Why vaping should be a last resort for smokers
Chris Ho// Opinions Editor
Sitting on the couch at my friends’ place, he tosses a Juul pen in my lap. Paying no heed to the many memes soon to be flooding my inbox, I inhale from the USB stick of e-cigarettes. Him and I are in a similar predicament. I want to quit smoking cigarettes with the help of vaping. And, now, he wants to quit vaping by smoking cigarettes. I think he’s crazy for smoking. He thinks I’m crazy for vaping. Lets just say 2019 has been a foggy year (pun intended, I’m so sorry).
In spite of there being significantly more chemicals in cigarettes than in vape juice, it seems like some people are becoming so desperate to quit vaping that they are actually turning back to cigarettes. With a big question mark surrounding the impacts of vaping, smokers need to be cautious before they venture to open Pandora’s vaping kit, so to speak.
The advent of e-cigarettes is a little reminiscent of cigarettes’ own heyday in the 50s. At that time there wasn’t enough evidence in circulation about the harmful effects of smoking cigarettes either. Thanks to Hollywood and The Marlboro Man, smoking was just about the coolest thing you could do. Much like e-cigarette companies now, the market was faced with a prime opportunity to capitalize on a vast demographic that would buy into it and keep coming back for more.
It should come as no surprise then that an online survey has recently indicated a whopping 74 percent increase in teen vaping across Canada in a single year. Leading up to this, the slick, easy to use, and brilliantly marketed Juul pen quickly became the most popular e-cigarette in the United States—and evidently it didn’t take long for the sale of Juul vapes, and many other brands, to rise rapidly in Canada too. By the way, Juul, which spun out of the American electronic vaporizer company PAX Labs in 2017, was valued at over $15 billion as of July 2018. And later that same year, one of the world’s largest cigarette companies, Atria, bought 35% of Juul for $12.8 billion. Good for them, right?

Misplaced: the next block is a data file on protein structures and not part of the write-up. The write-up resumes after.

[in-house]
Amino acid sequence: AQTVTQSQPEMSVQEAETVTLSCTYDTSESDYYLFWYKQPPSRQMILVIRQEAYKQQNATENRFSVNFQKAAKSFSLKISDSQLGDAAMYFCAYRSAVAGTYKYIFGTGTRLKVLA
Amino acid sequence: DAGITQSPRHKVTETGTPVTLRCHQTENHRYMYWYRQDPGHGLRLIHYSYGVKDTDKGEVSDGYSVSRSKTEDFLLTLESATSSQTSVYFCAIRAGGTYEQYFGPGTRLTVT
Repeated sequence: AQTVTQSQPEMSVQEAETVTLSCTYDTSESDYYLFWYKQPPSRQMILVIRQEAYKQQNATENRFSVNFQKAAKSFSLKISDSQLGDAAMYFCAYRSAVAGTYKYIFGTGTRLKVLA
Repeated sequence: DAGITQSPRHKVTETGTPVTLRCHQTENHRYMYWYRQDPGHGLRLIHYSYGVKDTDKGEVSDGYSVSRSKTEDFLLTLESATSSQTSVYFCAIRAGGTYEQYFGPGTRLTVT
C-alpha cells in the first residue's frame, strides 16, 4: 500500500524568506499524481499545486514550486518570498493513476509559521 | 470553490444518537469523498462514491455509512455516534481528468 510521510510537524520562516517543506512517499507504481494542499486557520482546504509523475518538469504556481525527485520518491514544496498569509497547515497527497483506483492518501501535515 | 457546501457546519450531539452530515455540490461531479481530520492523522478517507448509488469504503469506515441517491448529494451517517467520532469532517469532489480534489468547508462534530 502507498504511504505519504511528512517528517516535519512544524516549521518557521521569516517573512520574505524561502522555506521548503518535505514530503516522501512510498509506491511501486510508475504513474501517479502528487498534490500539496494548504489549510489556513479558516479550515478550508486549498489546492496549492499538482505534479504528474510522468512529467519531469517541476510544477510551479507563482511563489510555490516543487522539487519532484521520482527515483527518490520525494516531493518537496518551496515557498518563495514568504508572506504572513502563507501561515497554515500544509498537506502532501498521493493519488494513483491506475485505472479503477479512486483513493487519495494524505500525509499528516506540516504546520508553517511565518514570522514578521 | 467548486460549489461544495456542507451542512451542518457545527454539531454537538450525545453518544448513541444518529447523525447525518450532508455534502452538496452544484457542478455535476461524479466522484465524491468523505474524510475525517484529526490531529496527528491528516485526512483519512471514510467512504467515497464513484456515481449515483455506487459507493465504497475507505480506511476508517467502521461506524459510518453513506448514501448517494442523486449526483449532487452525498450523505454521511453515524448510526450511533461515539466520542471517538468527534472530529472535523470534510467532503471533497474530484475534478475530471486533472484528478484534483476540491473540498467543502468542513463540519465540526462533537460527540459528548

E-cigarettes are not currently approved by the Food and Drug Administration as a smoking cessation device, and yet they are listed on the Health Canada website as a viable option for quitting. It is amazing how legitimized electronic vaporizers have become, and how rapidly their usage is growing. And let’s face it, the marketing has been pretty on point. After all, around 40% of people who vape weren’t even smoking cigarettes prior to that. Considering that we don’t even know what the long-term effects of inhaling vegetable glycerine and propylene glycol will be, this is definitely concerning. I don’t think it’s a question of whether there will be long term-effects, but a matter of just how bad those long-term effects will be. One can assume it won’t be nearly as detrimental as the long-term effects of cigarettes, but as I sit here and exhale hypocritical vape clouds toward my laptop, logic will tell me that my lungs probably are unimpressed by my choices right now.
Although Health Canada is now rolling out strategies to try and curb teen usage, one has to wonder if this is going to be immediate enough for the damage that has already been done. Sure, you can take down advertisements in public areas and put up health warnings on YouTube, but controlling the plethora of ads, or any portrayal of vaping on social media is another story. The bottom line is that these e-cigarette companies have a lot invested in this gold mine, and are by no means going to be pulling out of it without a fight.
It doesn’t help that vaping is even more enjoyable than smoking—which is part of the reason why it’s so hard not to go overboard. It’s smooth, doesn’t burn, tastes like literal candy, and can easily be done indoors on your couch while watching Netflix. Quitting smoking was difficult, don’t get me wrong, but at least the thousands of chemicals, gross smell, and social stigma was working in my favour to quit. Vaping less, on the other hand, has proven itself to be a whole other beast. What’s worse is that some people take up vaping in hopes to cut out cigarettes, only to find themselves both vaping and smoking. Needless to say, this is definitely not an ideal situation.
If you are trying to quit smoking and have already tried all other options, I would highly recommend doing a bit of research on what nicotine level you should start at (which is based off how much you currently smoke). While choosing to vape is certainly the lesser of the two evils, it’s easy to end up vaping even more than you smoked in the first place—giving you what is truly an unnecessary amount of nicotine.